Use of marine sanctuaries by far-ranging predators: commuting flights to the California Current System by breeding Hawaiian albatrosses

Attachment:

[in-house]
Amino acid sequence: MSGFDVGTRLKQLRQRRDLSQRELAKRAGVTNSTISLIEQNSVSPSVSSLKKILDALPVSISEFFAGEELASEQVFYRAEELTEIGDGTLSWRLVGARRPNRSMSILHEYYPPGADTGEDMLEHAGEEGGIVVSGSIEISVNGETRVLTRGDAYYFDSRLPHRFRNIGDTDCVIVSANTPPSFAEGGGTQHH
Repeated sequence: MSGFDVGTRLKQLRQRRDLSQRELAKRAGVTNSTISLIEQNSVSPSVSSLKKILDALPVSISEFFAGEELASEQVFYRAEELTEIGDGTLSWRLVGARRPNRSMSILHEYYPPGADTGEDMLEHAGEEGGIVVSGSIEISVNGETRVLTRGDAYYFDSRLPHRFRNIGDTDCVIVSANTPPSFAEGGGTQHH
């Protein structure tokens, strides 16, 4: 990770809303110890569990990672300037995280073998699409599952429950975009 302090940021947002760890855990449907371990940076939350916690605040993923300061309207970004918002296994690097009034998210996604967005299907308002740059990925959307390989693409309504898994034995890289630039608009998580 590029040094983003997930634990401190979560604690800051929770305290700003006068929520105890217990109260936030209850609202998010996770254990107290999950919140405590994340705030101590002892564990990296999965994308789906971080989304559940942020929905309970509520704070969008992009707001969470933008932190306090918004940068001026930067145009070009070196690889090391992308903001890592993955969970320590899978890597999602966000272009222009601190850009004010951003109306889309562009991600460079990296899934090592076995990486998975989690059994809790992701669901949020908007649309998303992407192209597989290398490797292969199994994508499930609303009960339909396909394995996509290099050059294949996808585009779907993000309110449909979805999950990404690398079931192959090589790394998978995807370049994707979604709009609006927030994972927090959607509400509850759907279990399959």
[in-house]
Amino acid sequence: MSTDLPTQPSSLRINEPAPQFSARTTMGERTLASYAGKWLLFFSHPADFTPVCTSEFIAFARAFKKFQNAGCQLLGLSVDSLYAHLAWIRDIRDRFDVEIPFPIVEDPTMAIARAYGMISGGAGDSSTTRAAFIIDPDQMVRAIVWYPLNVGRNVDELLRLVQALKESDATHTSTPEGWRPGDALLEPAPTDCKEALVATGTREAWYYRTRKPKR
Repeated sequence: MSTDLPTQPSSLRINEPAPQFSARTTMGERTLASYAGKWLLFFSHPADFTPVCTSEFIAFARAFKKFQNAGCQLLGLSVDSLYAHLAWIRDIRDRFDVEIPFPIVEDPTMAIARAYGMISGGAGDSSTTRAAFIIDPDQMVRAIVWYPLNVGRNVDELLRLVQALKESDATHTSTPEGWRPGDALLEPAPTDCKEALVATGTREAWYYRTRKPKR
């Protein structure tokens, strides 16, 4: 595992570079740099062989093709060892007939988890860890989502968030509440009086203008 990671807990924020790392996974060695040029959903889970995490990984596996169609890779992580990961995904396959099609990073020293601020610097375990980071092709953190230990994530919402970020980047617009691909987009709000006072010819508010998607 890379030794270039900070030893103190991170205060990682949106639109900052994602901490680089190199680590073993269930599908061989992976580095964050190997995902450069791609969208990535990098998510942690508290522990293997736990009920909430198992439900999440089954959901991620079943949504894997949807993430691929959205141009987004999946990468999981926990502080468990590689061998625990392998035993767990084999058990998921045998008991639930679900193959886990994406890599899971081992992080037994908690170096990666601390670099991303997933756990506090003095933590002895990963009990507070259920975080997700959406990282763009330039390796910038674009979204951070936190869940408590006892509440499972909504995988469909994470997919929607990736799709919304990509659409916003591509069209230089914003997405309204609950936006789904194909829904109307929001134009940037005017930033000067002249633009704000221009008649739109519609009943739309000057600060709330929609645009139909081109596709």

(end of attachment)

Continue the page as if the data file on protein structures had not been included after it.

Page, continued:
Quantifying the dispersion and habitats of far-ranging seabirds, turtles, and cetaceans is essential to assess whether zoning strategies can help protect upper-trophic marine predators. In this paper, we focus on Black-footed Albatross (Phoebastria nigripes) use of three US national marine sanctuaries off central California: Cordell Bank, Gulf of the Farallones, and Monterey Bay. We assessed the significance of these protected areas to albatrosses by: (i) documenting commuting flights between Hawaiian breeding sites and the California Current System (CCS); (ii) quantifying albatross dispersion patterns on the central California continental shelf and slope, and (iii) characterizing albatross habitats within sanctuary waters using concurrent satellite-tracking data and vessel-based sightings. Chick-rearing albatrosses commuted from their colony on Tern Island, Hawaii (23.878°N, 166.288°W), to the CCS (34–48°N) and two of the eight satellite-tracked birds entered the marine sanctuaries. Among the telemetry locations within sanctuary waters, two-thirds (24 of 36) straddled the shelf break and slope (201–2000-m depth), a pattern underscored by a concurrent vessel-based survey in which 144 Black-footed Albatrosses were sighted. This study illustrates the value of coordinated satellite telemetry and vessel-based surveys to assess the distributions of protected species within existing marine protected areas. More specifically, our results underscore the importance of three central California marine sanctuaries to Hawaiian albatrosses breeding in subtropical waters, approximately 4500 km away.